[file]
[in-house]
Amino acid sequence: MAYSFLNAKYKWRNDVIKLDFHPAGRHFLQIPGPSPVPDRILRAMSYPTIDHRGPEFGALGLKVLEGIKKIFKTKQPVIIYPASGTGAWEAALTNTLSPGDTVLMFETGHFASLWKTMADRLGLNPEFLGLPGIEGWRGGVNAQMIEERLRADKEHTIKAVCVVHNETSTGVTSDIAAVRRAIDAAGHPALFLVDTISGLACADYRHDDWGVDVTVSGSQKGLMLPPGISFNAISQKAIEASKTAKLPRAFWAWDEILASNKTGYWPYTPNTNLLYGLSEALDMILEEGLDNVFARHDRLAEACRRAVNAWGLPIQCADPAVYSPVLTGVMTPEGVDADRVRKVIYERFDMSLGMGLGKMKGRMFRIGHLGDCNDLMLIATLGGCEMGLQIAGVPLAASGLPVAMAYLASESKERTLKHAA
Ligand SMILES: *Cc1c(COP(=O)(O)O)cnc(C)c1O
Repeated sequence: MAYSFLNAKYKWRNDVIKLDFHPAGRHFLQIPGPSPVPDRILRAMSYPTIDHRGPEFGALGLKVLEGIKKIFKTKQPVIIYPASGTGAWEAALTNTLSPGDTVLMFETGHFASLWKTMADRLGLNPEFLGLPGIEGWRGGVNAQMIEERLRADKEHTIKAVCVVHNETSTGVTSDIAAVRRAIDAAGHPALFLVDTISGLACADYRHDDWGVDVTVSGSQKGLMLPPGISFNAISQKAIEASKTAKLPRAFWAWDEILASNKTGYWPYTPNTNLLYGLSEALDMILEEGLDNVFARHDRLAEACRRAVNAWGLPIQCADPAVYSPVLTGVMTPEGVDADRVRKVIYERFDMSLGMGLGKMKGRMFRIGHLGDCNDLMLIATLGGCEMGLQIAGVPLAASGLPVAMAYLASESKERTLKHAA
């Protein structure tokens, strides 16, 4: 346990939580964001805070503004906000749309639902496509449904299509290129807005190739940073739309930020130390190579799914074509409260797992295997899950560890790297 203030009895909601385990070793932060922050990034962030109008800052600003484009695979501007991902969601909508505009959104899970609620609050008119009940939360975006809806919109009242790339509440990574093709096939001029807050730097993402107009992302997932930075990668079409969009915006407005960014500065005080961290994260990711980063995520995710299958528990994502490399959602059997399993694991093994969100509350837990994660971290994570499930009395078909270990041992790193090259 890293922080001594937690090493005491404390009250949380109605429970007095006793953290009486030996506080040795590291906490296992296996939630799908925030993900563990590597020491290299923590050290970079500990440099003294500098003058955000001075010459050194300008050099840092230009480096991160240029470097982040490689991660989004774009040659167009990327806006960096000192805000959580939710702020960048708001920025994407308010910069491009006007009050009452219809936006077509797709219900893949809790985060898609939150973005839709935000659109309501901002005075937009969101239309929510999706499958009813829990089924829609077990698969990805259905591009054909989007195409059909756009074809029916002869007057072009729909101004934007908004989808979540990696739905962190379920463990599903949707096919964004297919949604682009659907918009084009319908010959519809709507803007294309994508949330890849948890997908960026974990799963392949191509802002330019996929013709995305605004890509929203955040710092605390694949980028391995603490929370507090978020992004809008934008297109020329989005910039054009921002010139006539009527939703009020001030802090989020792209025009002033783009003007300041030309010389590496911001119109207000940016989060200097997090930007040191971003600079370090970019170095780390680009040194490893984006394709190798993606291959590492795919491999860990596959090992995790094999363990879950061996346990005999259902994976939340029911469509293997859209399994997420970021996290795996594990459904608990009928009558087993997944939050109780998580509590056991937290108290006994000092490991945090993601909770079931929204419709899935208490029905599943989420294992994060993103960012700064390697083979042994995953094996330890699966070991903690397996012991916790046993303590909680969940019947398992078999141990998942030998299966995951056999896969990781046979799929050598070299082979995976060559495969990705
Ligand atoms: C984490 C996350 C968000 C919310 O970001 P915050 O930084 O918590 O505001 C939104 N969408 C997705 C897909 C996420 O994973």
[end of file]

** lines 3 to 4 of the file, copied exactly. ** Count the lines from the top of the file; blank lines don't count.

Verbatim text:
Ligand SMILES: *Cc1c(COP(=O)(O)O)cnc(C)c1O
Repeated sequence: MAYSFLNAKYKWRNDVIKLDFHPAGRHFLQIPGPSPVPDRILRAMSYPTIDHRGPEFGALGLKVLEGIKKIFKTKQPVIIYPASGTGAWEAALTNTLSPGDTVLMFETGHFASLWKTMADRLGLNPEFLGLPGIEGWRGGVNAQMIEERLRADKEHTIKAVCVVHNETSTGVTSDIAAVRRAIDAAGHPALFLVDTISGLACADYRHDDWGVDVTVSGSQKGLMLPPGISFNAISQKAIEASKTAKLPRAFWAWDEILASNKTGYWPYTPNTNLLYGLSEALDMILEEGLDNVFARHDRLAEACRRAVNAWGLPIQCADPAVYSPVLTGVMTPEGVDADRVRKVIYERFDMSLGMGLGKMKGRMFRIGHLGDCNDLMLIATLGGCEMGLQIAGVPLAASGLPVAMAYLASESKERTLKHAA